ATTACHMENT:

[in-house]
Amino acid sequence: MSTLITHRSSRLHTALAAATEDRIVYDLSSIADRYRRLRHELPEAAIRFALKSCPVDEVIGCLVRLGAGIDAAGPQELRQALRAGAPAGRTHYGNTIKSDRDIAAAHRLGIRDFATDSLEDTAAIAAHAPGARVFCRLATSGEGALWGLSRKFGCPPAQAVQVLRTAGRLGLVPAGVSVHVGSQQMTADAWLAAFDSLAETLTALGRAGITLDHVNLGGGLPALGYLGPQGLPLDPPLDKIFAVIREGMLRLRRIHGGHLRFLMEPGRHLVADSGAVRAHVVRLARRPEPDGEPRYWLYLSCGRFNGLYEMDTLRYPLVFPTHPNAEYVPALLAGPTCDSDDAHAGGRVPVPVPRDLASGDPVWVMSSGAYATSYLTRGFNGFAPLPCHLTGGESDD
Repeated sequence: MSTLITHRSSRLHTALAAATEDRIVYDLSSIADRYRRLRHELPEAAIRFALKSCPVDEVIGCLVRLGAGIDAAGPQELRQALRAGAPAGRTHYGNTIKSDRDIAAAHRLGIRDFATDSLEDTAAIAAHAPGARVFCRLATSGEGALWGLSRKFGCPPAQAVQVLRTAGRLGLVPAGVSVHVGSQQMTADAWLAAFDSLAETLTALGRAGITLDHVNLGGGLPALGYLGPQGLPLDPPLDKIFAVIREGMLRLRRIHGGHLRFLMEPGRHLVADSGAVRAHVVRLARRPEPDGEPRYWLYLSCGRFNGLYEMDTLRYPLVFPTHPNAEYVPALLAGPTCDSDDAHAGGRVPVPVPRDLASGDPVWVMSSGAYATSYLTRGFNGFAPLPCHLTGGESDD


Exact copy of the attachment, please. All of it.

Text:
[in-house]
Amino acid sequence: MSTLITHRSSRLHTALAAATEDRIVYDLSSIADRYRRLRHELPEAAIRFALKSCPVDEVIGCLVRLGAGIDAAGPQELRQALRAGAPAGRTHYGNTIKSDRDIAAAHRLGIRDFATDSLEDTAAIAAHAPGARVFCRLATSGEGALWGLSRKFGCPPAQAVQVLRTAGRLGLVPAGVSVHVGSQQMTADAWLAAFDSLAETLTALGRAGITLDHVNLGGGLPALGYLGPQGLPLDPPLDKIFAVIREGMLRLRRIHGGHLRFLMEPGRHLVADSGAVRAHVVRLARRPEPDGEPRYWLYLSCGRFNGLYEMDTLRYPLVFPTHPNAEYVPALLAGPTCDSDDAHAGGRVPVPVPRDLASGDPVWVMSSGAYATSYLTRGFNGFAPLPCHLTGGESDD
Repeated sequence: MSTLITHRSSRLHTALAAATEDRIVYDLSSIADRYRRLRHELPEAAIRFALKSCPVDEVIGCLVRLGAGIDAAGPQELRQALRAGAPAGRTHYGNTIKSDRDIAAAHRLGIRDFATDSLEDTAAIAAHAPGARVFCRLATSGEGALWGLSRKFGCPPAQAVQVLRTAGRLGLVPAGVSVHVGSQQMTADAWLAAFDSLAETLTALGRAGITLDHVNLGGGLPALGYLGPQGLPLDPPLDKIFAVIREGMLRLRRIHGGHLRFLMEPGRHLVADSGAVRAHVVRLARRPEPDGEPRYWLYLSCGRFNGLYEMDTLRYPLVFPTHPNAEYVPALLAGPTCDSDDAHAGGRVPVPVPRDLASGDPVWVMSSGAYATSYLTRGFNGFAPLPCHLTGGESDD